Aim: Treatment practices and effectiveness in cirrhotic patients with hyponatremia (HN) in the HN Registry were assessed.
Methods: Characteristics, treatments, and outcomes were compared between patients with HN at admission and during hospitalization. For HN at admission, serum sodium concentration [Na] response was analyzed until correction to > 130 mmol/L, switch to secondary therapy, or discharge or death with sodium ≤ 130 mmol/L.
Results: Patients with HN at admission had a lower [Na] and shorter length of stay (LOS) than those who developed HN (P < 0.001). Most common initial treatments were isotonic saline (NS, 36%), fluid restriction (FR, 33%), and no specific therapy (NST, 20%). Baseline [Na] was higher in patients treated with NST, FR, or NS versus hypertonic saline (HS) and tolvaptan (Tol) (P < 0.05). Treatment success occurred in 39%, 39%, 52%, 78%, and 81% of patients with NST, FR, NS, HS, and Tol, respectively. Relapse occurred in 55% after correction and was associated with increased LOS (9 versus 6 days, P < 0.001). 34% admitted with HN were discharged with HN corrected.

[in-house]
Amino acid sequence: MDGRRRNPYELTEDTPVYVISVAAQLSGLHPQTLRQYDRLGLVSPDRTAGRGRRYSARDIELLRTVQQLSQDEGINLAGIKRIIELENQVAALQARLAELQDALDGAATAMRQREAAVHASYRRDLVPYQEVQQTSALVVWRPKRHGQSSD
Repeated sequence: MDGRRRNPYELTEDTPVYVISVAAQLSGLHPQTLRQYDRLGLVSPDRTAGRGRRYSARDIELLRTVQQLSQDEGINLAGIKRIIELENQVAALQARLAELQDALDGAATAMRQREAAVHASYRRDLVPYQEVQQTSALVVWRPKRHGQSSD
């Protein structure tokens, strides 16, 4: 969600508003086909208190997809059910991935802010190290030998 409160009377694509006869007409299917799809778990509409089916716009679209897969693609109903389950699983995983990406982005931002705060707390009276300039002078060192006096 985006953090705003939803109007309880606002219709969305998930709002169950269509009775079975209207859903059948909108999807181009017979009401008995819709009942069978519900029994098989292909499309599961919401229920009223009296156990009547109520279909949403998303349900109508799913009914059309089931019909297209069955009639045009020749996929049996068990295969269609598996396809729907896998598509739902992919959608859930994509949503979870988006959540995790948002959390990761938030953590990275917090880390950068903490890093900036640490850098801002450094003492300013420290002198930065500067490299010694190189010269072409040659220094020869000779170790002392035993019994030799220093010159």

Conclusions: Treatment approaches for HN were variable and frequently ineffective. Success was greatest with HS and Tol. Relapse of HN is associated with increased LOS.